- Surveillance and the Surrender of the Free Autonomous Self
As the Isidor and Seville Sulzbacher Professor of Law, professor of political science, director of the Columbia Center for Contemporary Critical Thought at Columbia University, and human rights lawyer, Bernard Harcourt maintains a scholarly interest that lies at the intersection between social and political theory, the sociology of punishment, as well as penal law and procedure. His publications include empirical and theoretical contributions in areas such as policing, incarceration, crime, and punishment.
In this, his most recent book, Exposed: Desire and Disobedience in the Digital Age, Harcourt engages in a critical perspective regarding digital exposure of the self in contemporary US society and beyond, which he labels an "expository society." He suggests that since individuals willingly surrender personal data and metadata to multinational technology corporations in exchange for minor digital distractions and stimulus, the mass compilation of this information enables unprecedented levels of data mining, tracking, and ever more complex psychological profiling. This, in turn, the author explains, endangers citizens who may be punished for who they are and who alter their behavior accordingly, thereby reducing their autonomy. By scrutinizing the power relations between citizens and a complex surveillance amalgam of private and public institutions, with reference to the erosion of humanist conceptions of selfhood, Harcourt addresses issues such as the right to privacy, dignity, and freedom to be let alone. His work [End Page 263] thereby contributes to debate in the field of cultural politics, particularly with respect to digital cultures, new media interactions, and the value of human rights.
Harcourt's work is divided into four main sections, each of which is broken down into three corresponding chapters. Part 1, "Clearing the Ground," takes as its starting point the National Security Agency mass surveillance programs leaked by whistle-blower Edward Snowden in June 2013. Three popular visions of control and the extent of their relevance to our current digital condition are analyzed. The first is in relation to George Orwell's dystopian novel, Nineteen Eighty-Four (1949), its portrayal of the all-powerful Big Brother in a world where love and desire are to be eradicated and the contrast with Gilles Deleuze and Félix Guattari's concept of desiring-production in Anti-Oedipus (1972). The second concerns the shift from Thomas Hobbes' vision of a protector state in Leviathan (1651) to that of the tentacles of an oligarchy including intelligence, security interests, and multinational technology corporations. The third is in connection with Michel Foucault's appropriation of Jeremy Bentham's eighteenth-century panoptican and issues of disciplinary power—that is to say, the impact of surveillance and punishment.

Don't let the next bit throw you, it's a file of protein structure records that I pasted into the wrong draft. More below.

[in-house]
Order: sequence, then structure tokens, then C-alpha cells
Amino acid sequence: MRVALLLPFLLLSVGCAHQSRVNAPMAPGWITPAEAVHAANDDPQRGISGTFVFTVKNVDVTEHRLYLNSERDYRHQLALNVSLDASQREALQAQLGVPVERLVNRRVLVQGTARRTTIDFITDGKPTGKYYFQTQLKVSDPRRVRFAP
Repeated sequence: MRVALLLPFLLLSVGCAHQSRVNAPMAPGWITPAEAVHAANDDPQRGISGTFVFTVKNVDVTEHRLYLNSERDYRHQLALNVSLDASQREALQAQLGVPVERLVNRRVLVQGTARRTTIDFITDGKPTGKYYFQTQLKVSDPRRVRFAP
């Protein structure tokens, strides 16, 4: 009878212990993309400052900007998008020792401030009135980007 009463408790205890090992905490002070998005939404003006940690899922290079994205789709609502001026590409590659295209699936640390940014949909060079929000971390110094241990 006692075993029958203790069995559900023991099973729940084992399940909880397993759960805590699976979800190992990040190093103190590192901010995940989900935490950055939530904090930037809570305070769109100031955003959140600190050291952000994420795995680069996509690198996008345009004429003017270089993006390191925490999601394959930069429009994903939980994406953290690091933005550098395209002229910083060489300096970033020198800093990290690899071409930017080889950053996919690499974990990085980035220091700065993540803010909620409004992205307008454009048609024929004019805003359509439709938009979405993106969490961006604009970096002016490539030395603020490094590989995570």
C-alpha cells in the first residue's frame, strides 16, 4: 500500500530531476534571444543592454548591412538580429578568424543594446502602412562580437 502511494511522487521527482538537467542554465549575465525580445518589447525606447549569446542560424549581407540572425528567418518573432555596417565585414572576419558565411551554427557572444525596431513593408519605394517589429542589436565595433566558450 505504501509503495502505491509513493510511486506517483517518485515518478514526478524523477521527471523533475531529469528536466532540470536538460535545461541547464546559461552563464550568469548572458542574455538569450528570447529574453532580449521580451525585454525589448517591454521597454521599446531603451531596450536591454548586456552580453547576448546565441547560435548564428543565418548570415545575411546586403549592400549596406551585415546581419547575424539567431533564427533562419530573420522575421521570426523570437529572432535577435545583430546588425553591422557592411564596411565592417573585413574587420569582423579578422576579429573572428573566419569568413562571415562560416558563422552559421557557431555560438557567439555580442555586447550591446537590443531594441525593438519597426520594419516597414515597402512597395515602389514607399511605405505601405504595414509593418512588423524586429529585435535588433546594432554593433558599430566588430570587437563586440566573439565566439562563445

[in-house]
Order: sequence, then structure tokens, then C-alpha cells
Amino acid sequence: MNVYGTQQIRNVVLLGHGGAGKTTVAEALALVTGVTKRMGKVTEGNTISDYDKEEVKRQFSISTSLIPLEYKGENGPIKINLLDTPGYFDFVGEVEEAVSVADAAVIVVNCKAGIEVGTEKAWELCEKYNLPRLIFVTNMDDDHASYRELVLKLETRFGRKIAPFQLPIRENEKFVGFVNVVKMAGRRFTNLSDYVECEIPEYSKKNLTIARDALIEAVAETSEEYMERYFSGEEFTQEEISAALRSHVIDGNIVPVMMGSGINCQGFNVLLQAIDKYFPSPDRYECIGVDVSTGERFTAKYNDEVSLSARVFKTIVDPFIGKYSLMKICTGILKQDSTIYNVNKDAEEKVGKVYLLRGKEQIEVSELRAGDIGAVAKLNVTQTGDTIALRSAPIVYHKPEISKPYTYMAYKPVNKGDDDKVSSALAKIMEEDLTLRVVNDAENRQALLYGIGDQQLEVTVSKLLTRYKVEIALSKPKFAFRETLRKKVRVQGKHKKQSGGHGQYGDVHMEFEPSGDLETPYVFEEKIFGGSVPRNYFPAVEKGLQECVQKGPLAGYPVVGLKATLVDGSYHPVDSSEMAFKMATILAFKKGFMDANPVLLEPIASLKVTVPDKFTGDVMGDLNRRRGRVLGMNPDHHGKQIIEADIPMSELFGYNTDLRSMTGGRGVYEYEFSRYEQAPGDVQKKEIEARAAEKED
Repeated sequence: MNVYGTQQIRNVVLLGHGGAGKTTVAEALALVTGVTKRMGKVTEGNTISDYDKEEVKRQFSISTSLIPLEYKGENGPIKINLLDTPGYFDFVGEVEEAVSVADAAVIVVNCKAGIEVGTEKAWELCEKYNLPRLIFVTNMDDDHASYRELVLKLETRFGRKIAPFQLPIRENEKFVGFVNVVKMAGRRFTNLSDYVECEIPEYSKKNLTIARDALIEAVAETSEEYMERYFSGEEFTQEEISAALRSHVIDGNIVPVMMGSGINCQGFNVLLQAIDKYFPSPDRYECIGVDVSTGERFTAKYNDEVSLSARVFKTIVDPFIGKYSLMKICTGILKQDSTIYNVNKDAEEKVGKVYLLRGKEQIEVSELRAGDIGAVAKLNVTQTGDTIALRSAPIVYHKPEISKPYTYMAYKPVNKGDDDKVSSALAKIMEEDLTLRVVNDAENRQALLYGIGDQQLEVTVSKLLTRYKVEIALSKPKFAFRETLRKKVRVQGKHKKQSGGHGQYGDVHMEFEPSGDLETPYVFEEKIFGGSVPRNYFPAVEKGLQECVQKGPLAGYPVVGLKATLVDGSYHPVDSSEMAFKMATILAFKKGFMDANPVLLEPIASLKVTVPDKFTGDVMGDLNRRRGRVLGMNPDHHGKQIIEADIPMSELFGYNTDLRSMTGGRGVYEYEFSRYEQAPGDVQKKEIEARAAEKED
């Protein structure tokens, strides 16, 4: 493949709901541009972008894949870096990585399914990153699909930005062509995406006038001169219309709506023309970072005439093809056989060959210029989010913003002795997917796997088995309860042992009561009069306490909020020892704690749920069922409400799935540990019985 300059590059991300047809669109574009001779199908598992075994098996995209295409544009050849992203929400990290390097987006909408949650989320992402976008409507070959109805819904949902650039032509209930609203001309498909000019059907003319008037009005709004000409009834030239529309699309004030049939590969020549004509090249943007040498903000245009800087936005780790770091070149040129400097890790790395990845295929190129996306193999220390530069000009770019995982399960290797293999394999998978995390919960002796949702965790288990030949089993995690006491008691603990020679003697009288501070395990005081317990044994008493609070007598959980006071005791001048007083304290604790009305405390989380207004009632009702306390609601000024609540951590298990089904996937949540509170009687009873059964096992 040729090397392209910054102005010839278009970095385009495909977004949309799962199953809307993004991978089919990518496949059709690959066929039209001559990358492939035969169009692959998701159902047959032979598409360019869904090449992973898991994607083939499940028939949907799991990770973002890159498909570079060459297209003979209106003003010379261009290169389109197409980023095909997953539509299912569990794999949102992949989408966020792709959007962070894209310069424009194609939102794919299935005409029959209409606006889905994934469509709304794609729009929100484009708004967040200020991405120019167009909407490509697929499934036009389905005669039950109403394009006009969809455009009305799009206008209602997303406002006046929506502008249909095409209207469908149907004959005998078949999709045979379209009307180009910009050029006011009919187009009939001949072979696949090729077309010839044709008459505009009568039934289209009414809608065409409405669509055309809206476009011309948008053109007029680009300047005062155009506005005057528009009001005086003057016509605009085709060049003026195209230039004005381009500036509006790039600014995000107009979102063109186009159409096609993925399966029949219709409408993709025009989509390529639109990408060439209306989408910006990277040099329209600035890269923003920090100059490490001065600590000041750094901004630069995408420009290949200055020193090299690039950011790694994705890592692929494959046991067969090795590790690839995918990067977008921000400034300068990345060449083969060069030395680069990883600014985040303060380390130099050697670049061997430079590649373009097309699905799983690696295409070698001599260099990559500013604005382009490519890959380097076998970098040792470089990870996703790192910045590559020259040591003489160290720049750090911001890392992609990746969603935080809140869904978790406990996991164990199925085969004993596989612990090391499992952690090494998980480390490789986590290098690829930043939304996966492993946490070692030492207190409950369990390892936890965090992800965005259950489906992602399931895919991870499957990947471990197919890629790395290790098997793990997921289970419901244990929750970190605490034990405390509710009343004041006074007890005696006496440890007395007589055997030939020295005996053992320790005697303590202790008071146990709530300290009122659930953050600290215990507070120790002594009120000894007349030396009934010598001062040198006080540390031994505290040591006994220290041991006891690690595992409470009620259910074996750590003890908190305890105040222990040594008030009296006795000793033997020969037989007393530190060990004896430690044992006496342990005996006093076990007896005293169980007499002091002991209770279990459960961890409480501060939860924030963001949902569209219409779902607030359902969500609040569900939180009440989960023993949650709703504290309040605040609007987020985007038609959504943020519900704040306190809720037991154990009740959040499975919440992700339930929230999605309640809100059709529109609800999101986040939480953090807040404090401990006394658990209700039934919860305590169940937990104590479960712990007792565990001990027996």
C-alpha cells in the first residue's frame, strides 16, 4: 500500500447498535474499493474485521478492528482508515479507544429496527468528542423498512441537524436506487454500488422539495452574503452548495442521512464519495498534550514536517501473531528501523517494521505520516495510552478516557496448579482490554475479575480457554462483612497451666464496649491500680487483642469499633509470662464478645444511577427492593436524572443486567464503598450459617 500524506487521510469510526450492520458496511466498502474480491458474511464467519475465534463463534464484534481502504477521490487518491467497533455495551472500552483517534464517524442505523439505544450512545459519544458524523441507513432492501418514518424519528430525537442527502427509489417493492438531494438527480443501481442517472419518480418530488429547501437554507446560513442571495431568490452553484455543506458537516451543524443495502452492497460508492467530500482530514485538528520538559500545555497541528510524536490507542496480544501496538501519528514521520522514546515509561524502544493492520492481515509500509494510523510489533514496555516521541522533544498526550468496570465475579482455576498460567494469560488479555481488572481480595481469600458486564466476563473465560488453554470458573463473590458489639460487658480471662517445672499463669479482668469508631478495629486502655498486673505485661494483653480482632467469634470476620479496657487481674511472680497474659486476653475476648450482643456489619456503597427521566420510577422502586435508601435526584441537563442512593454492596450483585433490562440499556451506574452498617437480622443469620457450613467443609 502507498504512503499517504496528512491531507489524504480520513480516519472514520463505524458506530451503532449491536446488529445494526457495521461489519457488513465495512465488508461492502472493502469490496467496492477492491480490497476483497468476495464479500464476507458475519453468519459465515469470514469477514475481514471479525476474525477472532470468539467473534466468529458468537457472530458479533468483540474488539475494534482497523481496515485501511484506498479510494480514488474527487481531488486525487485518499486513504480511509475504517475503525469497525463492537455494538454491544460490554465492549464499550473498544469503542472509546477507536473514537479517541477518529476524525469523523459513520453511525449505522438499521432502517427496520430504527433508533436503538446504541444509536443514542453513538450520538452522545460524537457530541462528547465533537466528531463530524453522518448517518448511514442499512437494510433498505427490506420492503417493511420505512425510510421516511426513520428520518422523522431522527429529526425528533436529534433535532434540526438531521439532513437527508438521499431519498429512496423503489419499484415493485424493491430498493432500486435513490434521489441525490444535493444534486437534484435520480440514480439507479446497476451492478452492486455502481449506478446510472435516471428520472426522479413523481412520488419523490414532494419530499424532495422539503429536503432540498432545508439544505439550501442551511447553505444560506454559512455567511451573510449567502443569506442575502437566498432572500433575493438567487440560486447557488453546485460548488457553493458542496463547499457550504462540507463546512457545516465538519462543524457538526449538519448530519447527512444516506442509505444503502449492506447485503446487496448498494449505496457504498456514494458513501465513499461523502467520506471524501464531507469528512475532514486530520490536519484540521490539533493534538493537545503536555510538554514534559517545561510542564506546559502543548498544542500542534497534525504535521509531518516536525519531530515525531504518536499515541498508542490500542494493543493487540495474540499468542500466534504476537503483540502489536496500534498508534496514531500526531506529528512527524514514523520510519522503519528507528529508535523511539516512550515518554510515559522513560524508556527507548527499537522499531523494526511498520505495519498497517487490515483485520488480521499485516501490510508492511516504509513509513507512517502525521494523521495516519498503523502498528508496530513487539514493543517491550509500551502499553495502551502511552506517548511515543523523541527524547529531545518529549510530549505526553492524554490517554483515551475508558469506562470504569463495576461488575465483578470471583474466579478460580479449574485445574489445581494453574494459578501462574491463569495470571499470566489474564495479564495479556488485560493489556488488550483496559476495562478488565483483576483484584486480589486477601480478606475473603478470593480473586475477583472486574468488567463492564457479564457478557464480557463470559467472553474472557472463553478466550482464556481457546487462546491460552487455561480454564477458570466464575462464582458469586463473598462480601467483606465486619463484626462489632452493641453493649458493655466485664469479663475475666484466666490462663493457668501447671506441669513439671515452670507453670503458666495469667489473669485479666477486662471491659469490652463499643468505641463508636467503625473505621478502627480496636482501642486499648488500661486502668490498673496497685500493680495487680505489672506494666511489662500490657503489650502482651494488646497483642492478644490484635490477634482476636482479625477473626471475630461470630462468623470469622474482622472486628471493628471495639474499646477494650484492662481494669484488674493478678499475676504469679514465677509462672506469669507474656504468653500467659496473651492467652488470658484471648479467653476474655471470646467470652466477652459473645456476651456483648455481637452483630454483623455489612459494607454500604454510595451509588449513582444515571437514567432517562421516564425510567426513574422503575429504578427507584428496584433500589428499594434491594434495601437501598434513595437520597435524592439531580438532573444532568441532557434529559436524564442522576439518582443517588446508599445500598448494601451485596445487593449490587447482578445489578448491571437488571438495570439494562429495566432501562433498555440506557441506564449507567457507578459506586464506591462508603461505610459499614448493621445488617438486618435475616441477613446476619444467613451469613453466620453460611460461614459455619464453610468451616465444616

Having considered the limits of these three visions with respect to contemporary society, the author proceeds to part 2, "The Birth of the Expository Society," in which he offers an alternative analysis of our digital condition, by borrowing from Dan Graham's pavilion artwork—steel-and-glass structures that invite viewers to actively expose themselves in the process of mirroring transparencies and reconfigured reflections within a given space. To illustrate the extent to which citizens freely surrender their right to privacy and associated power, it explores the sources and composition of virtually costless mass data collection. It then examines what Harcourt describes as a new ever-looping Doppelgänger logic, according to which a quantifiable and mineable construction of the digital self is compared with others in a constant back-and-forth movement. In this way, the amalgam of multinational technology corporations, intelligence, and security interests may predict and influence future patterns of behavior of all digitally connected citizens from any device. Finally, it denotes a shift in the conception of human subjectivity from the ethic of humanist values and agency toward economic rationality and commodification of rights in a fluctuating space where privacy becomes negotiable, quantifiable, and mineable.
Part 3, "The Perils of Digital Exposure," highlights the dangers of developments in the rationale behind the digital economy for democratic governance. It examines various definitions of...